The Health News Australia December 15 2017

  • A staggering variety of so-called feminine hygiene products seek to help with “vaginal odour” and discharge, and “keep you fresh.” Data suggest around half of all women use “panty liners” to absorb discharge with up to thirty percent using them on a daily basis. While Australian women are generally not big fans of “douching”, a French term for washing out the vagina using a liquid spray, it’s important to understand why cleaning the vagina is not recommended.
  • The managers of NSW Ambulance have “no overall strategy” to better manage troubled parts of the system and no way to monitor their solutions, a government audit has found. The NSW auditor-general found the emergency service faces increasing demands from the state’s growing and ageing population. Many paramedics were forced to rely on their personal phones to find additional medical information as they made decisions about complex patient treatment.
  • Abortion statistics have dived to 30-year lows but no-one seems to have told the medical fraternity. An ABC investigation has found that Australia has been following international trends and many of the available statistics point to a marked reduction in terminations across the country to a rate as low as 13.5  per 1,000 women. Despite the available evidence, key opinion leaders, including the College of Obstetricians and Gynaecologists, academics and family planning clinics, continue to mistakenly suggest Australia has one of the highest rates of abortion in the developed world — even though it is lower than countries like the UK and Canada.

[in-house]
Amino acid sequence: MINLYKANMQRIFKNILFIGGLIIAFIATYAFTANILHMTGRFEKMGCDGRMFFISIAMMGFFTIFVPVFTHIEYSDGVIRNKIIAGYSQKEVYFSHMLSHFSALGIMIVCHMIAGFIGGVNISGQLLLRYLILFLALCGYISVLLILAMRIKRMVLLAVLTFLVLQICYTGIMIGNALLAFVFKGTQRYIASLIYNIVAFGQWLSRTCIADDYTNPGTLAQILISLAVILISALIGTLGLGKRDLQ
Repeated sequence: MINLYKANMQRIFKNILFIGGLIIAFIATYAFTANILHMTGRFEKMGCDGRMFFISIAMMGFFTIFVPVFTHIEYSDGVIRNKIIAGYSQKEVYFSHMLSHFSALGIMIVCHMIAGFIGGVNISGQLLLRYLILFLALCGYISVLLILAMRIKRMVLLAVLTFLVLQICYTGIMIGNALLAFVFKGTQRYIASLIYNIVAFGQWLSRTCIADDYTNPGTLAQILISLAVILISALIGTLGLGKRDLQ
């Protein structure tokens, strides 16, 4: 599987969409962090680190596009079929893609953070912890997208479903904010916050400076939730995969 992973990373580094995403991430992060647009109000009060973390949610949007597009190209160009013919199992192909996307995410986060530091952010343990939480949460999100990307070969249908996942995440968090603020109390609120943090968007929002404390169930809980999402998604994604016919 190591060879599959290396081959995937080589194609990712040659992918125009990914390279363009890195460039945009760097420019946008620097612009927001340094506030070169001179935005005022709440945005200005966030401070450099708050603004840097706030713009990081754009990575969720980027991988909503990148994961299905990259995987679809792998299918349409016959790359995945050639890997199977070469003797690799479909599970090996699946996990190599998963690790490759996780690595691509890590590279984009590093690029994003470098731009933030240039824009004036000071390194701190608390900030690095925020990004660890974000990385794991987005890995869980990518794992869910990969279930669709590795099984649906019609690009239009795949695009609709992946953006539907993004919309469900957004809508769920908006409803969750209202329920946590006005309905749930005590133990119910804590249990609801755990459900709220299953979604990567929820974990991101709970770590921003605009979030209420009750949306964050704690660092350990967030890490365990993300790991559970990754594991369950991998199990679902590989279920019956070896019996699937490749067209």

News on Health Professional Radio. Today is the 15th of December 2017. Read by Tabetha Moreto.

http://www.abc.net.au/news/2017-12-13/why-vagina-cleaning-fads-are-unnecessary-and-harmful/9255450

A staggering variety of so-called feminine hygiene products seek to help with “vaginal odour” and discharge, and “keep you fresh”. From deodorants to cucumber cleanses, scented “panty liners”, and the newest fad “vaginal steaming”, these products actively promote the view that women’s vaginas should be discharge-free and either have no smell at all or exude the whiff of rose petals or vanilla pods. Many women perceive vaginal discharge as undesirable and unnatural rather than physiological and normal.

Data suggest around half of all women use “panty liners” to absorb discharge with up to thirty percent using them on a daily basis. While Australian women are generally not big fans of “douching”, a French term for washing out the vagina using a liquid spray, it’s important to understand why cleaning the vagina is not recommended. The vagina is self-cleaning, and vaginal discharge plays an important role in keeping the vagina healthy.

Doctor Elizabeth Farrell shares advice on how to practice good gynaecological healthcare. From puberty, when oestrogen kicks in, the vagina becomes colonised with healthy bacteria from the lactobacillus group which produce lactic acid. This finely balanced vaginal ecosystem is referred to as the vaginal microbiome and the resulting acidity of the vagina provides protection against sexually transmissible infections.

https://www.9news.com.au/health/2017/12/14/05/12/nsw-ambulance-struggle-with-demand-audit